Bob is crying while watching the Brady bunch, showing his sadness for not having a family perhaps?  He tries to get patched through to Leo via the operator and succeeds claiming it’s an emergency which it’s clearly not.  He bumble’s words while Leo is frustrated with him for lying about needing to talk.  Leo informs him not to call again and go seek help elsewhere like he was instructed at the office.  Bob is mentally a mess at this point and very attaching.  He does learn the operators name to be Betty which comes into play soon.  Bob has a prostitute pretend to be Leo’s sister so he can get through to talk.  Leo is infuriated and tells Bob never to call back.  Bob walks stiff legged while saying, “That was not smart.  That was not smart.”  He really goes to some length to get a hold of him that I don’t think I’d think of.  Memorizing Leo’s family pictures and names came in handy after all, Bob you clever cat.  Bob gets his greatest idea yet as he goes to the operator’s office claiming to be a homicide detective, he’s in a trench coat and everything!  He says Bob Wiley committed suicide and left a note mentioning Betty.  Betty reveals herself and Bob mutters, “So you’re Betty.”  It’s great to see his reaction when he sees who he has been talking with so many times.  He calmly squeezes the address out of the ladies and quickly departs.  Betty calls and informs Leo that his patient Bob Wiley has committed suicide.  Leo shrugs it off and tells his wife in bed to not let it spoil their vacation.

Hit him, for all that is holy HIT HIM!
                Walking to and fro, back and forth Bob tries to force his way mentally to get on a bus to go see Leo while on vacation.  The bus driver, Wing, gets a tad annoyed while commenting to Bob, “We have a baby schedule to keep.”  She’s obviously been dealing with him for some time now to know about his Baby Steps book he holds onto everywhere he goes.  Bob boards the bus and does his trademark side step down the aisle.  He tries to avoid any contact then sits down and briefly talks to a man, “Hi, I’m Bob.  Will you knock me out, please?  Just hit me in the face.”  Its ridiculous how afraid of being on a bus makes him to request such a notion from a stranger.  Later on the bus ride he pulls out a barf bag and heaves into it.  He looks up to stay simply, “False alarm.”  Can you imagine being around this guy?

Whining baby needs his bottle.
                Leo and his family are shopping for groceries to feed the TV show that will be visiting shortly when Bob’s bus just so happens to pull up nearby.  He hurries out of the bus and randomly starts shouting, “Dr. Leo Marvin!”  What a plan Bob!  He has no clue where Leo is he just decides to yell.  Have you been thinking of that the whole ride here?  Leo tries to rush his family into their vehicle but gets caught by Bob.  He continues to yell Leo’s name as he approaches the family.  He says, “Oh, the fam” as he looks toward them as if they’re some sort of rare animal, it’s quite hilarious.  Leo drags him away around the building telling Bob how awful it was to follow him here, not to mention stating he thought Bob was dead.  Bob is begging for a session but Leo promptly refuses.  Bob begins to get very socially awkward by yelling, “Gimmie, gimmie, I need, I need” to rouse Leo into a talk about his problems.  Leo agrees but under the condition Bob buy a bus ticket home and wait in a nearby café for a phone call.  Leo is actually going to call him in two hours probably to make sure Bob isn’t following him again.  I’d be very uncomfortable in his position I’ll admit.  I would also be thinking what did I get myself into?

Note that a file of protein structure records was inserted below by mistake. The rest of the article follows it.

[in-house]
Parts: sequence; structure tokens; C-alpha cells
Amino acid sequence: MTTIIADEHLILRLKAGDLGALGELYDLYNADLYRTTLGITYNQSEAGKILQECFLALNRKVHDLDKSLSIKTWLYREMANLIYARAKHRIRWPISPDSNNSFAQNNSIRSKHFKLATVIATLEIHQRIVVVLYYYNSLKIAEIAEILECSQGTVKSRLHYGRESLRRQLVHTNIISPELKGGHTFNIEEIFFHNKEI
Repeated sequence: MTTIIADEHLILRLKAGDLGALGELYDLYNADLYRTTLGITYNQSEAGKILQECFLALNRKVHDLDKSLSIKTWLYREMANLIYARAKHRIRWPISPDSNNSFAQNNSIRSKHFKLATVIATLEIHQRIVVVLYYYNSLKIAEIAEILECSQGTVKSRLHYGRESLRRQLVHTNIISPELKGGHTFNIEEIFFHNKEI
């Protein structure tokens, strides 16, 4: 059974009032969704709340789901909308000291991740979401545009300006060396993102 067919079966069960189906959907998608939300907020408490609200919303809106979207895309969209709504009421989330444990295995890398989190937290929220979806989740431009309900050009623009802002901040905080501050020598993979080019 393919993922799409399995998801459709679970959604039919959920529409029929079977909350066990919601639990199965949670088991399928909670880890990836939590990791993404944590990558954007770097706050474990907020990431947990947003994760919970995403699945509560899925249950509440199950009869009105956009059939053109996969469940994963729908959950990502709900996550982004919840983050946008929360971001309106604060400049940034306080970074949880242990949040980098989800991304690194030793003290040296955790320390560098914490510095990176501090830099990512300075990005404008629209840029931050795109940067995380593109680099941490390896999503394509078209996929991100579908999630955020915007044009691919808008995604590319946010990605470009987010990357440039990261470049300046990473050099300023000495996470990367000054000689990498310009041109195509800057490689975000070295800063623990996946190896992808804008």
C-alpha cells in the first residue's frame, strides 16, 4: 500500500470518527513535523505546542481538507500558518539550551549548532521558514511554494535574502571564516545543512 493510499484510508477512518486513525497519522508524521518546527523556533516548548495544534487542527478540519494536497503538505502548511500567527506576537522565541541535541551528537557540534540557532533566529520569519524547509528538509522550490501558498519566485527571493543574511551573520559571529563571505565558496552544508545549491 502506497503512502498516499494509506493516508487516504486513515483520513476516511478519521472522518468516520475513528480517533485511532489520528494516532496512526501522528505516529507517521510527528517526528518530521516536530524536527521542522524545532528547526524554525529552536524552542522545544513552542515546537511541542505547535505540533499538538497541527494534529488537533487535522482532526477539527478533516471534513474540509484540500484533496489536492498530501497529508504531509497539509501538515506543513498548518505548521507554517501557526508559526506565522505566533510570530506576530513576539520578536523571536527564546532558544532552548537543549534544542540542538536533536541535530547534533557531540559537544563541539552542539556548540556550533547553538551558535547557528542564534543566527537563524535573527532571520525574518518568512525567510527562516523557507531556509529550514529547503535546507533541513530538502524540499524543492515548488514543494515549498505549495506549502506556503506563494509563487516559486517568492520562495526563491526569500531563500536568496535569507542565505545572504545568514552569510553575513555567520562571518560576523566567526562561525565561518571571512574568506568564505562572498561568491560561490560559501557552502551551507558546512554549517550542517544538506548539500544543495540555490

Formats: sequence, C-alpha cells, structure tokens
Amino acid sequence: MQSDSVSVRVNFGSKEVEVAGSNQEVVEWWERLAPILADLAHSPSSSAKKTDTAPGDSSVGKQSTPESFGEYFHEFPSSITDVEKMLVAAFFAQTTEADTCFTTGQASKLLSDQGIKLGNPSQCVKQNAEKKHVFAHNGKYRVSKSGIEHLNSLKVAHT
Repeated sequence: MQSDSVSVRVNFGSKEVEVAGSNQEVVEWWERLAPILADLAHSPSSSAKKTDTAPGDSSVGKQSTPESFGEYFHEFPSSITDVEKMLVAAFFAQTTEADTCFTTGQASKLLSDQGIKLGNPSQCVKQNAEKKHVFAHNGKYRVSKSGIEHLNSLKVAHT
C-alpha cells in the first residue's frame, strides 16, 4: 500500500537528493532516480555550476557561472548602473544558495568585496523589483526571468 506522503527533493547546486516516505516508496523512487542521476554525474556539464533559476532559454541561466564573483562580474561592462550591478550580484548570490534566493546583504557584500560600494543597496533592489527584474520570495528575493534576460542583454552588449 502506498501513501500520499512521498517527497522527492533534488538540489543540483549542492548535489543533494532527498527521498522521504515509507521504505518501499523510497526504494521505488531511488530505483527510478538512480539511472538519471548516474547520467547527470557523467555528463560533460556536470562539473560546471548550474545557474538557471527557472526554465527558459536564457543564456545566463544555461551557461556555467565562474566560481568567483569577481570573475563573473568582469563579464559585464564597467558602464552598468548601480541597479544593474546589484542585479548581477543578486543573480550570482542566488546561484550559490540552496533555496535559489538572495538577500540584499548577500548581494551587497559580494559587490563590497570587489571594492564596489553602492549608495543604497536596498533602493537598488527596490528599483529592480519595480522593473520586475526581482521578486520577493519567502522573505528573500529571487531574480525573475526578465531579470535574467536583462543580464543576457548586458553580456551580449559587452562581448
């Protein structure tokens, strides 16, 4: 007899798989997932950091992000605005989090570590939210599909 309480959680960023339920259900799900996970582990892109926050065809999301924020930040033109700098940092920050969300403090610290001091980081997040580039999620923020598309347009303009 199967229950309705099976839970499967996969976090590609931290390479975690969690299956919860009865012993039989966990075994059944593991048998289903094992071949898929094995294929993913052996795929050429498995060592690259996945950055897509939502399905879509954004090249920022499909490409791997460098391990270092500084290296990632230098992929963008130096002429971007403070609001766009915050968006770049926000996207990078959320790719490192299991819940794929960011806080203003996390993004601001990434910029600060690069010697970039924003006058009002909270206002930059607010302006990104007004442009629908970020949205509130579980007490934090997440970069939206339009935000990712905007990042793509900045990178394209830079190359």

In the café the old couple that run the place named the Guttman’s watch Bob chanting, “Baby step to 4 o’clock” as he stares at a wall clock with his pet fish dangling from his neck in a jar.  That would have to be an odd sight for the locals.  A man briefly tries to use the pay phone Bob is semi guarding when Bob shouts for him to back off as he’s waiting for a call from Dr. Leo Marvin.  The Guttman’s suddenly jump at the idea of taking this crazy looking guy to Leo’s very house!  I take it they see it as a way to torment Leo since he bought their dream house overlooking the lake in their town.  It’s a humorous scene as you see the vivid character of the couple brought into play.  Leo has some enemies out there and they’re bringing Bob to him.

Get the fxck away from me Bob!  I'll blow your @$$ up!
                Leo and his son Siggy are on the dock near their house.  Leo is trying to teach him how to dive claiming it’s as important to see him dive as to be on Good Morning America.  Who says stuff like that to their young child?  The lesson doesn’t go well as Siggy chickens out and heads back inside.  Leo talks with his wife Fay on why Siggy won’t dive yet.  Apparently this has been going on annually.  As Leo attempts to call the café he sees Bob in the doorway staring at him.  He again chides Bob how inappropriate it is to come here.  To Bob’s defense, “Don’t be mad, the Guttman’s brought me.”  Mrs. Guttman yells from the truck, “Burn in Hell Dr. Marvin!”  Things aren’t shaping up too well for Leo, ouch.  Bob kindly intrudes into the home to meet Fay and Anna, Leo’s daughter.  They seem to generally like him at first impression but Bob’s a likable guy honestly.  Leo invites Bob to take a walk outside with him asking him what everything around him means.  Bob has no clue and is told its vacation.  Leo tries to get rid of Bob by writing a unique prescription for him to take.  It’s simply to take a vacation from his problems.  Bob is amazed and skips off in bewilderment.  “A vacation from my problems” Bob exclaims!

World's worst shirt?